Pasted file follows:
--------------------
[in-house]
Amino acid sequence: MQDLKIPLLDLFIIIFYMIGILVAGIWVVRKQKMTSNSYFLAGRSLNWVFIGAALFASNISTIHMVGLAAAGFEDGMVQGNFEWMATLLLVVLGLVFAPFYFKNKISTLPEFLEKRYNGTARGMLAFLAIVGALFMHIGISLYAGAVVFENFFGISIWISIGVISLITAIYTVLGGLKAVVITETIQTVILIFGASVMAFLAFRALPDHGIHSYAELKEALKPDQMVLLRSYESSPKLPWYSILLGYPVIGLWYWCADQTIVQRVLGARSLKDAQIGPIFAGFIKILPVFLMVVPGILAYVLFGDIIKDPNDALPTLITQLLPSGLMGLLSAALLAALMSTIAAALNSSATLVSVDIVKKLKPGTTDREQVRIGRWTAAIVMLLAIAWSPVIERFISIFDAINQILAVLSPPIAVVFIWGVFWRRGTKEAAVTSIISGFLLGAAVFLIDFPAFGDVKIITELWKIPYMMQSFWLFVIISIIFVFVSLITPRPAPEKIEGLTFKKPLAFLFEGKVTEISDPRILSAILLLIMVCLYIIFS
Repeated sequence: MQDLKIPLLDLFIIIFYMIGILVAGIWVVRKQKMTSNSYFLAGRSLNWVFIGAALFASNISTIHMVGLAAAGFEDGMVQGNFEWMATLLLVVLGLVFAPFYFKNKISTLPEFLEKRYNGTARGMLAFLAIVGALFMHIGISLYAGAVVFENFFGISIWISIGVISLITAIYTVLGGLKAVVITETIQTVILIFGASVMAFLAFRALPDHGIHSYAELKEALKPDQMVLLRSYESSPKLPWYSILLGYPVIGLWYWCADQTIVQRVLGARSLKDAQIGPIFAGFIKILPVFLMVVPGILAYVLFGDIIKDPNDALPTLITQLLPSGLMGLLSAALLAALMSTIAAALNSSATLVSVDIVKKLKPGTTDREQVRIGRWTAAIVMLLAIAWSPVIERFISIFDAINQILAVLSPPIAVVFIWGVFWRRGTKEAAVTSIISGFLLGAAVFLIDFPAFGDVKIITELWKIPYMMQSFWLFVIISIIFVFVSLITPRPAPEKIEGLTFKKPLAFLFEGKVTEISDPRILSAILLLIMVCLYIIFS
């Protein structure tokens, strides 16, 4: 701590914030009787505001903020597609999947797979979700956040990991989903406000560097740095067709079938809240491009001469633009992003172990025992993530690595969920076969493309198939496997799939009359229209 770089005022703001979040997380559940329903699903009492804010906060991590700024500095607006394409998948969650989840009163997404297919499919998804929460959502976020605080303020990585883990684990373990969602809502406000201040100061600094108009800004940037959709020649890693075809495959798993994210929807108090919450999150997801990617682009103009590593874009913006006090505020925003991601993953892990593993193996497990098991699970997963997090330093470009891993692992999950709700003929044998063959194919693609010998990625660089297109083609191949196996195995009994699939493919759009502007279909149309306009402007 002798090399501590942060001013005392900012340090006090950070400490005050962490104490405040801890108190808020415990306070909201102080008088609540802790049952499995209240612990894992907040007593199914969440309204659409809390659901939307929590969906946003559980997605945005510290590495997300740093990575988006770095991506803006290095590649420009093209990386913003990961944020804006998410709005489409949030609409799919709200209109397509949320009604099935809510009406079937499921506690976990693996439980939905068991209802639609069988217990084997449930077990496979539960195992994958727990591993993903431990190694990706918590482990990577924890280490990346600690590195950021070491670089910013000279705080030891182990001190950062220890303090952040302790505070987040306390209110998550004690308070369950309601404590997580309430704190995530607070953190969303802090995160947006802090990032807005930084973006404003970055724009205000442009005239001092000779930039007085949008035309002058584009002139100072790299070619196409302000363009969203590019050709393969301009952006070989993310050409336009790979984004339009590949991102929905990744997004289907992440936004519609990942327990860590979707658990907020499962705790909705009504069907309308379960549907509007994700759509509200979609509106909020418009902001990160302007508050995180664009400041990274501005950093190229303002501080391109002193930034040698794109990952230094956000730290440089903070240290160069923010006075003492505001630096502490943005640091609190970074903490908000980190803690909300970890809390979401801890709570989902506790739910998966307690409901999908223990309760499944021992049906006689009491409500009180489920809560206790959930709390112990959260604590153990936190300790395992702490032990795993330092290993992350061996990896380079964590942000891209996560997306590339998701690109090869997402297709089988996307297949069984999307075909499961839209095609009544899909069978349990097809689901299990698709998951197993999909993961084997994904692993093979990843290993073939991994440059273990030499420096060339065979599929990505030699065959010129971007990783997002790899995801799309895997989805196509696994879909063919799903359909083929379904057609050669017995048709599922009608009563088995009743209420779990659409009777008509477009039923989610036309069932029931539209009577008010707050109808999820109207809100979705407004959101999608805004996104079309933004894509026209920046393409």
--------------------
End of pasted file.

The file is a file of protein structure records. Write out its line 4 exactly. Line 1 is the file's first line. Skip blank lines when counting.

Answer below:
């Protein structure tokens, strides 16, 4: 701590914030009787505001903020597609999947797979979700956040990991989903406000560097740095067709079938809240491009001469633009992003172990025992993530690595969920076969493309198939496997799939009359229209 770089005022703001979040997380559940329903699903009492804010906060991590700024500095607006394409998948969650989840009163997404297919499919998804929460959502976020605080303020990585883990684990373990969602809502406000201040100061600094108009800004940037959709020649890693075809495959798993994210929807108090919450999150997801990617682009103009590593874009913006006090505020925003991601993953892990593993193996497990098991699970997963997090330093470009891993692992999950709700003929044998063959194919693609010998990625660089297109083609191949196996195995009994699939493919759009502007279909149309306009402007 002798090399501590942060001013005392900012340090006090950070400490005050962490104490405040801890108190808020415990306070909201102080008088609540802790049952499995209240612990894992907040007593199914969440309204659409809390659901939307929590969906946003559980997605945005510290590495997300740093990575988006770095991506803006290095590649420009093209990386913003990961944020804006998410709005489409949030609409799919709200209109397509949320009604099935809510009406079937499921506690976990693996439980939905068991209802639609069988217990084997449930077990496979539960195992994958727990591993993903431990190694990706918590482990990577924890280490990346600690590195950021070491670089910013000279705080030891182990001190950062220890303090952040302790505070987040306390209110998550004690308070369950309601404590997580309430704190995530607070953190969303802090995160947006802090990032807005930084973006404003970055724009205000442009005239001092000779930039007085949008035309002058584009002139100072790299070619196409302000363009969203590019050709393969301009952006070989993310050409336009790979984004339009590949991102929905990744997004289907992440936004519609990942327990860590979707658990907020499962705790909705009504069907309308379960549907509007994700759509509200979609509106909020418009902001990160302007508050995180664009400041990274501005950093190229303002501080391109002193930034040698794109990952230094956000730290440089903070240290160069923010006075003492505001630096502490943005640091609190970074903490908000980190803690909300970890809390979401801890709570989902506790739910998966307690409901999908223990309760499944021992049906006689009491409500009180489920809560206790959930709390112990959260604590153990936190300790395992702490032990795993330092290993992350061996990896380079964590942000891209996560997306590339998701690109090869997402297709089988996307297949069984999307075909499961839209095609009544899909069978349990097809689901299990698709998951197993999909993961084997994904692993093979990843290993073939991994440059273990030499420096060339065979599929990505030699065959010129971007990783997002790899995801799309895997989805196509696994879909063919799903359909083929379904057609050669017995048709599922009608009563088995009743209420779990659409009777008509477009039923989610036309069932029931539209009577008010707050109808999820109207809100979705407004959101999608805004996104079309933004894509026209920046393409």